24 Nov REVIEW – ‘Hawkeye’ is a refreshing, low-stakes change from the grandiosity of other Marvel programs
After 18 months completely devoid of new content from Marvel Studios, producer Kevin Feige has certainly wasted no time packing as much into 2021 as possible. Three feature films and four spin-off Disney+ TV series later and it’s time to wrap up the year with a bow…and an arsenal of arrows. Yes, that loveable gruff rogue Clint Barton is finally getting his chance in the spotlight with his very own TV show. But he’s going to have to share that limelight with a plucky young protégé and a one-eyed dog who loves pizza.
Welcome to the surprisingly wonderful world of Hawkeye, a refreshing, low-stakes change from the grandiosity of other Marvel programs. Rooted in character development yet still dotted with the action MCU fans clamour for, Hawkeye soars on the sparkling dynamic between its two leads. Its sprightly, playful tone is hugely entertaining, but a looming sense of danger breaks the levity and keep you on your toes. Two episodes down and I’m shocked at how heavily invested I am in a series I didn’t think we needed.
Set in the aftermath of Avengers: Endgame, Hawkeye finds Clint (Jeremy Renner) back in New York City for a quick Christmas family vacation with his children, Lila (Ava Russo), Cooper (Ben Sakamoto), and Nathaniel (Cade Woodward) while his wife, Laura (Linda Cardellini) remains back at their Missouri farm. In town for the premiere of Rogers: The Musical, a big, lavish Broadway retelling of the life of Captain America, Clint is still grappling with the loss of his beloved best friend Natasha Romanoff and the difficult duality of being both a family man and an Avenger.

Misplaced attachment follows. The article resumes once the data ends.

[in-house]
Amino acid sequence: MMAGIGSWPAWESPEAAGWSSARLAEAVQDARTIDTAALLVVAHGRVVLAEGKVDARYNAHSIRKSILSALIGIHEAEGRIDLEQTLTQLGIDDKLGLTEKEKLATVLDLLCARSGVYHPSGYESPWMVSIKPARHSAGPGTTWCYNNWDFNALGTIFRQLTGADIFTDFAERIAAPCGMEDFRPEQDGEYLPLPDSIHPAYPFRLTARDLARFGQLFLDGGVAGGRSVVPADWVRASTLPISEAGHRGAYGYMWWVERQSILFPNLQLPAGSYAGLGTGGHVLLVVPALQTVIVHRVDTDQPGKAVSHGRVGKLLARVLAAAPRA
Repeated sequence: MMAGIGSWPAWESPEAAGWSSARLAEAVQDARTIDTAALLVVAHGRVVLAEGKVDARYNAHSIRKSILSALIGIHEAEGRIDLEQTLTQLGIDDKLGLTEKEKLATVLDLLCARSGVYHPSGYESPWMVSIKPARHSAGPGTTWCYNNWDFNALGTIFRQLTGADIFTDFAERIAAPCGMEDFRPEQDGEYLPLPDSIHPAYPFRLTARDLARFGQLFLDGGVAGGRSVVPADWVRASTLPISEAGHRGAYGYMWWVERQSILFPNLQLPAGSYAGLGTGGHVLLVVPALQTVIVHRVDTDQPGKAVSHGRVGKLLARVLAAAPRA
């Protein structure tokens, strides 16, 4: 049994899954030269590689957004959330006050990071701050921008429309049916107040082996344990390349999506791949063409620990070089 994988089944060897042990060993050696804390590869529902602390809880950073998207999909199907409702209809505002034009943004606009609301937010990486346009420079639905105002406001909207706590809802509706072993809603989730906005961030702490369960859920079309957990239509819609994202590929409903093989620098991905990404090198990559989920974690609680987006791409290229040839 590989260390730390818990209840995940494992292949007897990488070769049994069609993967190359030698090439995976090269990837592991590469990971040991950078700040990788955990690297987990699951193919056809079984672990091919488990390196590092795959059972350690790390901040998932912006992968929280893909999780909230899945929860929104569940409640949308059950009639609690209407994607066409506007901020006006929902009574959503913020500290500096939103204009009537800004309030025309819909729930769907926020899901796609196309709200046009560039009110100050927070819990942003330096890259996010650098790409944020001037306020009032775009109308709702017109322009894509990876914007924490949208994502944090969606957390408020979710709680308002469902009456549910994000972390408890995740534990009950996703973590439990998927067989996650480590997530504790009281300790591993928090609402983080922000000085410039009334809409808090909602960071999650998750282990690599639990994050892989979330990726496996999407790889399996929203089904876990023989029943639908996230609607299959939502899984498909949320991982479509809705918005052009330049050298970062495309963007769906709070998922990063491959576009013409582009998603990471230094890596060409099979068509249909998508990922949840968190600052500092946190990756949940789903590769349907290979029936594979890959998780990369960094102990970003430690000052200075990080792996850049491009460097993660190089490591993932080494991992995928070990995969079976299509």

Meanwhile, scrappy college student Kate Bishop (a terrific Hailee Steinfeld) has returned home to Manhattan for the holidays where her wealthy socialite mother, Eleanor (Vera Farmiga) and her smarmy new boyfriend, Jack Duquesne (Tony Dalton) await. A champion in archery, fencing, and martial arts, Kate has idolised Hawkeye since the day he essentially saved her life in 2012 during the infamous Battle of New York.
When Kate stumbles upon a black market auction attempting to sell the costume of Clint’s former alter ego Ronin, she snatches the outfit and dishes out some vigilante justice to a series of goons from the so-called “Tracksuit Mafia.” Naturally, this immediately puts a target on Kate’s back, forcing Clint to send his kids back to their mother and begrudgingly help the new apprentice he’s inadvertently taken under his wing. As the two join forces, Clint must confront the enemies of his past and hopefully fulfil his promise to be home in time for Christmas Day.
Hawkeye is a street-level chapter in the Marvel universe and that’s by no means a criticism. After the complex multiverse madness found in Loki and What If…?, it’s a pleasing change of pace to view something with decidedly low stakes. This isn’t about saving the planet or the universe. It’s ultimately centred on a father who wants to spend Christmas with his family and a young woman trying to find her place in the world.